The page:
While the nation’s attention has focused on government employee unions’ fight to retain their collective bargaining privileges, unions in the private sector are in an even bigger fight for their own survival.
Many major private sector unions’ pension funds are severely underfunded to the the extent that they threaten the unions’ own solvency, as well as their biggest selling point for attracting new members: a stable and secure retirement. At The Weekly Standard, Mark Hemingway explains just how bad things could get.
[T]he problem of bankrupt union pension plans is not going away. It’s more than likely a number of big union pension plans will go bankrupt. All of a sudden, union employees who were expecting generous pension plans will be dumped onto the Pension Benefit Guaranty Corporation, the government-sponsored enterprise that backstops pension plans. The maximum payout is just under $13,000 a year, or “dog-food money,” notes McMahon.
That’s when things are likely to get really ugly. Multi-employer pension plans are by law governed by boards equally divided between employer and union representatives. There’s already no love lost between rank-and-file union members and the class of political consultants and executives that has come to dominate union leadership. Both of the SEIU’s national pension plans issued “critical status letters” to their members in 2009?—?the Pension Protection Act requires such letters to be issued when funds can cover less than 65 percent of their obligations. The SEIU, however, maintains a separate pension plan for its national officers that was funded at 98.3 percent, according to the latest data.
Expect waves of class action lawsuits over pension mismanagement aimed at recouping money from the employers and unions responsible. This could well bankrupt unions. And when union pension plans begin failing, unions will be deprived of perhaps their biggest selling point — job stability with unrivaled retirement benefits.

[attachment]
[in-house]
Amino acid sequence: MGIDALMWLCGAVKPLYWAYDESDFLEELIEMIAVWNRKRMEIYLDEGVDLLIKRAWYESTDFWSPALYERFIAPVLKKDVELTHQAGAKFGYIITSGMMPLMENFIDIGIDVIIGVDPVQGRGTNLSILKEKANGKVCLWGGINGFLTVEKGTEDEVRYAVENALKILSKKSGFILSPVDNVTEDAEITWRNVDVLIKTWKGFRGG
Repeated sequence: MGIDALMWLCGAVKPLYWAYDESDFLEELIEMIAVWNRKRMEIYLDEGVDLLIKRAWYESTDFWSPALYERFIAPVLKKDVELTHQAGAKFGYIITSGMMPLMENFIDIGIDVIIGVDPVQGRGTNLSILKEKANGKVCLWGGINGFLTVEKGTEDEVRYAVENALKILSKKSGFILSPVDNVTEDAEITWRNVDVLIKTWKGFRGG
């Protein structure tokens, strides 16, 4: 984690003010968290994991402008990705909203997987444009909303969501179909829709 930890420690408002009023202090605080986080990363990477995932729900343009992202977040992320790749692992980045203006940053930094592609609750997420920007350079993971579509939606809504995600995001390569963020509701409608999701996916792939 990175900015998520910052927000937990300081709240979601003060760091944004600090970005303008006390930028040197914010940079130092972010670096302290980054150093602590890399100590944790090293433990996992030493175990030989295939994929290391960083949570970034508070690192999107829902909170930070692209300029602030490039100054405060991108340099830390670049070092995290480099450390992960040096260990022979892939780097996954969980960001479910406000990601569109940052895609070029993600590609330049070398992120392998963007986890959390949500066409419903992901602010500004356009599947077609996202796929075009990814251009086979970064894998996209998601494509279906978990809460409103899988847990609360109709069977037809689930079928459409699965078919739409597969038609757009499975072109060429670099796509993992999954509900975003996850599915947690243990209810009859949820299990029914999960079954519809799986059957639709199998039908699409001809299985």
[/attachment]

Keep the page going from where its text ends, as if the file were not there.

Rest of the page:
We can also expect aggressive actions by the Obama administration to throw unions a series of lifelines through the regulatory process. Before the 2010 midterm elections, organized labor turned to its Democratic allies in Congress and the White House for political solutions to its pension problems, to no avail.
For some time now, big labor has been convinced that it needs a bold political solution to its existential woes — either something that radically alters labor laws to allow unfettered forced unionization or a bailout that could run into the hundreds of billions of dollars.
In the hope of achieving the former under Obama, organized labor rallied around the Employee Free Choice Act, popularly known as Card Check. Despite its Orwellian formal title, this bill proposed to end the right of an employer to demand a secret ballot election of employees before the employer must recognize a union. Under Card Check, organizers could form a union by getting workers to sign cards declaring their support for unionization. This would allow unions to identify publicly workers opposed to unionization and use coercive tactics against them.
While unions hoped that Card Check would rapidly reverse the decline in their membership, the scheme was also meant to help fix their pension plans. Once companies were unionized, the power of collective bargaining could force them to join foundering multi-employer plans, shoring these up. Accordingly, the AFL-CIO declared Card Check legislation “the number one priority of America’s union movement.”